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Selenium in skeletal remains

Authors

  • V. Smrčka,

    Corresponding author
    1. First Medical Faculty, Institute for the History of Medicine and Foreign Languages, Charles University in Prague, Czech Republic
    • First Medical Faculty, Institute for the History of Medicine and Foreign Languages, Charles University in Prague, Czech Republic.
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  • A. Edriss,

    1. First Medical Faculty, Institute for the History of Medicine and Foreign Languages, Charles University in Prague, Czech Republic
    2. First Medical Faculty, Department of Plastic Surgery, Faculty Teaching Hospital Bulovka, Charles University in Prague, Czech Republic
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  • V. Korunová,

    1. Institute of Analytical Chemistry of the Academy of Sciences of Czech Republic v.v.i., Prague, Czech Republic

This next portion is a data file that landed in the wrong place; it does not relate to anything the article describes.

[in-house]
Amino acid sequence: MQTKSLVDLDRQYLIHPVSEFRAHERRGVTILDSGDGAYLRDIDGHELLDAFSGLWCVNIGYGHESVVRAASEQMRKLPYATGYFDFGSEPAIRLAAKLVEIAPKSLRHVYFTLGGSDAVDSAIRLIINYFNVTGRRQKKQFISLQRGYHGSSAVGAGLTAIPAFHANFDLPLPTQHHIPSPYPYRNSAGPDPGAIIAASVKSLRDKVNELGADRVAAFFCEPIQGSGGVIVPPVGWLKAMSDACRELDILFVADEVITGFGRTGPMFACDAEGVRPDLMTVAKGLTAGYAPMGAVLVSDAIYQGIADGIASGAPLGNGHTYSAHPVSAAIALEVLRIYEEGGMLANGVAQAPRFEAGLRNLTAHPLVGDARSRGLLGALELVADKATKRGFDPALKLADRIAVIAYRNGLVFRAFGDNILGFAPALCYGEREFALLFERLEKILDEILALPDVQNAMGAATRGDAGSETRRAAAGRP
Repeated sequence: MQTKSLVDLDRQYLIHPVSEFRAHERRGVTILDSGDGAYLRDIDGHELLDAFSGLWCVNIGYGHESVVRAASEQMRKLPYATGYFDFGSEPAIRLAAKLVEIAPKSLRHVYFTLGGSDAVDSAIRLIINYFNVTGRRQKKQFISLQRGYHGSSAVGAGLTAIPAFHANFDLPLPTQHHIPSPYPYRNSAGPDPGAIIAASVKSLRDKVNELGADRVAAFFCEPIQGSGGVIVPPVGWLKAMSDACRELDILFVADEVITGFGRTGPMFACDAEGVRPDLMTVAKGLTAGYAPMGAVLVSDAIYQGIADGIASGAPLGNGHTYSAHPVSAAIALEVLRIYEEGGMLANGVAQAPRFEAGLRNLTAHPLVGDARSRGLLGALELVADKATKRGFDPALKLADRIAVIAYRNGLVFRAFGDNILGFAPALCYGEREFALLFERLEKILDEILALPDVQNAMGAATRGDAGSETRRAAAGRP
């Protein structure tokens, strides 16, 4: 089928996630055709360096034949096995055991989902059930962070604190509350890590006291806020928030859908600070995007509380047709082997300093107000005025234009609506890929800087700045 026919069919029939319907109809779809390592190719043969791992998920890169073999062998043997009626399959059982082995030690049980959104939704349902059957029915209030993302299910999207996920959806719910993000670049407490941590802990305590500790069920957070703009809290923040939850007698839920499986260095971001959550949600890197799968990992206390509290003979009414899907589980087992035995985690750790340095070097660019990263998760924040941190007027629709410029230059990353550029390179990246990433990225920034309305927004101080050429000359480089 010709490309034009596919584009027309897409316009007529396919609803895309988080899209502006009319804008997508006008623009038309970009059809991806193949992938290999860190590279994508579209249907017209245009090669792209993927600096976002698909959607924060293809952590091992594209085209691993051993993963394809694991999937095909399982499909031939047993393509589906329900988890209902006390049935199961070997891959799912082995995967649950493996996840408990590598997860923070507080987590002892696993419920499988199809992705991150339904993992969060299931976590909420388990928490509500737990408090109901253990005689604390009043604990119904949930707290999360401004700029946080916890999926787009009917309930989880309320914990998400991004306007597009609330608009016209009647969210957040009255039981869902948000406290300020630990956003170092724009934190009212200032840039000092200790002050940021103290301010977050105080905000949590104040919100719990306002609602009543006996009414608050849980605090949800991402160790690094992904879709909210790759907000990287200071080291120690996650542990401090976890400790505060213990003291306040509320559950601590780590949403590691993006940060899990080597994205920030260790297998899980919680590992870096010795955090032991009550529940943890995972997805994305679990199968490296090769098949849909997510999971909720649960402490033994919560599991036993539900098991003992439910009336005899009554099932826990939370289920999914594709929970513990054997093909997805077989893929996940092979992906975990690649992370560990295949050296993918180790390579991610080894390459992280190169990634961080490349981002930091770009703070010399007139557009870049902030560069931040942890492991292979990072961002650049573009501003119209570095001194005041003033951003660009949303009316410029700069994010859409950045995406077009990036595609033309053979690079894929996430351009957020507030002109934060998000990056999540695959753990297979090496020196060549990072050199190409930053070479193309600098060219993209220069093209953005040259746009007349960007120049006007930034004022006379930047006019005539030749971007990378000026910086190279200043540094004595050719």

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  • M. Dobisíková,

    1. Department of Anthropology, National Museum, Prague, Czech Republic
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  • J. Zocová

    1. Department of Mathematics, Faculty of Science, Prague, Czech Republic
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Abstract

Contents of selenium (Se) were determined in human skeletal remains of prehistoric populations by in situ trapping of Se hydride by ET AAS (atomic absorption spectrometry with electrothermal atomisation). Dr Korunová worked out a method of determination of Se in preparation. The method of determination of Se was verified by means of radioactive indicator 75Se incorporated in the tissues of laboratory animals. Detection limit of the method was 23 pg Se.

Se is another element suitable for dietary reconstruction in past populations as it relates to the consumption of meat in a similar way to zinc. Through the analysis of Se, we were able to distinguish between Eneolithic archaeological cultures (Corded Ware ceramic, Bell Beaker culture) and Bronze Age cultures (Protounětice, Starounětice, Unětice cultures).

Significant differences were found in the levels of Se in the bones of individuals derived from the Bell Beaker and Uneětice Cultures, to the 95% confidence interval. Copyright © 2010 John Wiley & Sons, Ltd.

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